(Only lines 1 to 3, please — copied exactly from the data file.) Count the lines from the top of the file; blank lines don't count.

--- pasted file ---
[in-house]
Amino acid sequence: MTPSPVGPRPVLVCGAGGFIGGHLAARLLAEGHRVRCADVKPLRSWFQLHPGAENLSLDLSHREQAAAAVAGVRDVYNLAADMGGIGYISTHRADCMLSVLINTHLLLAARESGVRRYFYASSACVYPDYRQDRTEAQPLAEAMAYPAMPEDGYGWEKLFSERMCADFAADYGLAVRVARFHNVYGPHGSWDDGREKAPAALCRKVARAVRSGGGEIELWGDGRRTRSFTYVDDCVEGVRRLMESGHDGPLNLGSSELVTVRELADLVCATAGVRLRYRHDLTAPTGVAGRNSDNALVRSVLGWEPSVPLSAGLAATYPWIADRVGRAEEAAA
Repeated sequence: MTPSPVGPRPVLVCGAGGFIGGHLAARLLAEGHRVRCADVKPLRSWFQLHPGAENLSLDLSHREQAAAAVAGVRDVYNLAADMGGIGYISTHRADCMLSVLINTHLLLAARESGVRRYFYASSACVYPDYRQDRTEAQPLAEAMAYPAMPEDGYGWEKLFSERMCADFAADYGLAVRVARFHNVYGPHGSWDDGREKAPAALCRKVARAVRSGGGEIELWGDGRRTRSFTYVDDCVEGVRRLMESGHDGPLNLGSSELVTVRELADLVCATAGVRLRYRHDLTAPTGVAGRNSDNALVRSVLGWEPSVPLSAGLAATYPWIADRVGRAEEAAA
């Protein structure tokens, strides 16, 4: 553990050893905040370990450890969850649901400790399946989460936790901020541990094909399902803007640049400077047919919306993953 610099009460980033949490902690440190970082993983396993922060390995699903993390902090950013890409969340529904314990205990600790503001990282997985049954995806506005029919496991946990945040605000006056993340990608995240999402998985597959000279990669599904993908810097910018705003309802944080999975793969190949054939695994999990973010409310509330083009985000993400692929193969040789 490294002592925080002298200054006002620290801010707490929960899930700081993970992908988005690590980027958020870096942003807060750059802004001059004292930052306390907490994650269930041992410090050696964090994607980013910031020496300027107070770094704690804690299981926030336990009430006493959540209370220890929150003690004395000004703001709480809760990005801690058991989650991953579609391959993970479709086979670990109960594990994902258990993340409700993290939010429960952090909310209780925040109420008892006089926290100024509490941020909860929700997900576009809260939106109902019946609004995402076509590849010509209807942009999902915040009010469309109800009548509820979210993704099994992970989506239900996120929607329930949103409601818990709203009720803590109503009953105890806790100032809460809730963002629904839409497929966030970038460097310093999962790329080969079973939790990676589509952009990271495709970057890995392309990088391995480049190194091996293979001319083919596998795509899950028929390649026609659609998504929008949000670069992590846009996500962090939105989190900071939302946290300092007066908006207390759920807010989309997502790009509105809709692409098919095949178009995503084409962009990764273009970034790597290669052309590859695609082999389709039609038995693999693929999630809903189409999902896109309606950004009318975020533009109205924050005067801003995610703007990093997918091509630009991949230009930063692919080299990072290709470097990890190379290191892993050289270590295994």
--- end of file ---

[in-house]
Amino acid sequence: MTPSPVGPRPVLVCGAGGFIGGHLAARLLAEGHRVRCADVKPLRSWFQLHPGAENLSLDLSHREQAAAAVAGVRDVYNLAADMGGIGYISTHRADCMLSVLINTHLLLAARESGVRRYFYASSACVYPDYRQDRTEAQPLAEAMAYPAMPEDGYGWEKLFSERMCADFAADYGLAVRVARFHNVYGPHGSWDDGREKAPAALCRKVARAVRSGGGEIELWGDGRRTRSFTYVDDCVEGVRRLMESGHDGPLNLGSSELVTVRELADLVCATAGVRLRYRHDLTAPTGVAGRNSDNALVRSVLGWEPSVPLSAGLAATYPWIADRVGRAEEAAA
Repeated sequence: MTPSPVGPRPVLVCGAGGFIGGHLAARLLAEGHRVRCADVKPLRSWFQLHPGAENLSLDLSHREQAAAAVAGVRDVYNLAADMGGIGYISTHRADCMLSVLINTHLLLAARESGVRRYFYASSACVYPDYRQDRTEAQPLAEAMAYPAMPEDGYGWEKLFSERMCADFAADYGLAVRVARFHNVYGPHGSWDDGREKAPAALCRKVARAVRSGGGEIELWGDGRRTRSFTYVDDCVEGVRRLMESGHDGPLNLGSSELVTVRELADLVCATAGVRLRYRHDLTAPTGVAGRNSDNALVRSVLGWEPSVPLSAGLAATYPWIADRVGRAEEAAA